Chronology in ancient India is extremely difficult until we get to King Asoka. “The dates of King Asoka’s reign,” writes Hiralawa Akira, “usually given as 268-232 B.C.E., are based on Rock Edict XIII” (95). These edicts were inscribed on conveniently located rock surfaces and were distributed throughout his kingdom. These have been found and studied.

Romila Thapar gives similar dates for the reign of Ashoka, saying that he ruled from “268-231” (xiv). The dating of the Buddha is not as clear or certain.

As Piya Tan explains, “Traditionally—according to the Theravāda monastics and teachers, represented by the ethnic Buddhisms of Sri Lanka, Myanmar, Thailand, Cambodia and Laos—the Buddha was born in 623 BCE and died in 543 BCE.” These are based on the Sri Lankan chronicles (Dipavamsa and Mahavamsa).

Hiralawa Akira mentions a number “difficulties of accepting the traditional Sri Lankan account of the early Buddhist order” (91). This begins with the dating of the Buddha’s passing away. Most scholar agree that the traditional date is wrong.

Contemporary Western scholars generally accept the Buddha’s final passing away,” writes Piya Tan “as being between 410 and 400 BCE, probably 404 BCE, which then gives his dates as 484-404 BCE.”

Vishvapani Blomfield sums up our situation, we “cannot be certain when he lived. Buddhist traditions agree that Gautama gained Enlightenment aged thirty-five and lived to eighty” (8).

Richard Gombrich believes he has solved this problem, and most scholars seem to agree. As Peter Harvey states, “Gombrich sees Gotama’s death as between 422 and 399 BCE, with c. 404 as most likely, giving his dates as c. 484-404 BCE” (8).

Having looked at the evidence, I follow Vishvapani Blomfield in placing the Buddha’s “birth around 484 BCE, his Enlightenment in 449 BCE and his death in 404 BCE” (8). This will be the dates I use in my writings.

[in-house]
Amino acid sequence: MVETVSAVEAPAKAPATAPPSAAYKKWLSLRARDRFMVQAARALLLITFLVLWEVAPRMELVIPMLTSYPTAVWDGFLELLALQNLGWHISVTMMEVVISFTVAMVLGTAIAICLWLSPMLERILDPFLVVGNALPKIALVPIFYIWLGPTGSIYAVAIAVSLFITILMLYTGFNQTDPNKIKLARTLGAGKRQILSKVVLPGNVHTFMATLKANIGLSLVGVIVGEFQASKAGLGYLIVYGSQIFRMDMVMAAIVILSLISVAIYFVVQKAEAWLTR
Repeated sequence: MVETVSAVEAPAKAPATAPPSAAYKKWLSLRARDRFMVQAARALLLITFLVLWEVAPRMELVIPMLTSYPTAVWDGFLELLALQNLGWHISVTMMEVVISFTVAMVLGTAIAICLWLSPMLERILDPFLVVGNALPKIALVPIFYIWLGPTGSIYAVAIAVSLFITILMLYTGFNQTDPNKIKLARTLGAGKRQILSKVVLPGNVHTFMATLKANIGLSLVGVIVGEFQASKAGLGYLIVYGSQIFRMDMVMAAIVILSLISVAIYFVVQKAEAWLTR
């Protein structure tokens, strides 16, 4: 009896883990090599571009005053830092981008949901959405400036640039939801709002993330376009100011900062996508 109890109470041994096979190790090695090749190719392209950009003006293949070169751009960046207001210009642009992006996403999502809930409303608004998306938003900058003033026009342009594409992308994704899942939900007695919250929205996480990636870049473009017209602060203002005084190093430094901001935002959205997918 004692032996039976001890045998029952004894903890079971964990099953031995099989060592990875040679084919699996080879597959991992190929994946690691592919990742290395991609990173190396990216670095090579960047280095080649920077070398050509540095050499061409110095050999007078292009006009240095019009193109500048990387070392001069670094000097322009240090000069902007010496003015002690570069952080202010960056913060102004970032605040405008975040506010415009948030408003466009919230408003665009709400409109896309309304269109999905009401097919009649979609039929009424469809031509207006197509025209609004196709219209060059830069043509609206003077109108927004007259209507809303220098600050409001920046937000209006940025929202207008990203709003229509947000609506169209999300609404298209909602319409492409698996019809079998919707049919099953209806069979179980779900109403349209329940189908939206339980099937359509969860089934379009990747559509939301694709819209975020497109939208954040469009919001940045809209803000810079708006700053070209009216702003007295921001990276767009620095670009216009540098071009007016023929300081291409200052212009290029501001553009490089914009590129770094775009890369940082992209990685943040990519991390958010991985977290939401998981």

Those who are interested in delving deeper into the subject are encouraged to read the articles by L.S. Cousins and Charles S. Prebish and check out the references below.

References

  • Akira, Hiralawa. A History of Indian Buddhism: From Sakyamuni to Early Mahayana. Translated and Edited by Paul Groner. Delhi: Motilal Banarsidass Publishers Private Limited, 2007.
  • Blomfield, Vishvapani. Gautama Buddha: The Life and Teachings of the Awakened One. London: Querus, 2012.
  • Cousins, L.S. “The Dating of the Historical Buddha: A Review Article.” Journal of the Royal Asiatic Society 6, 1 (1996) pp. 57 – 63.
  • Harvey, Peter. An Introduction to Buddhism: Teachings, History and Practices, 2nd ed. New York: Cambridge University Press, 2013.
  • Prebish, Charles S. “Cooking the Buddhist Books: The Implications of the New Dating of the Buddha for the History of Early Indian Buddhism.” Journal of Buddhist Ethics (ISSN 1076-9005).
  • Tan, Piya. “The Oral Tradition of the Early Buddhists.” The Dharmafarers. PDF file. 2021.
  • Thapar, Romila. The Penguin History of Early India: From the Origins to AD 1300. Haryana, India: Penguin Random House India, 2021.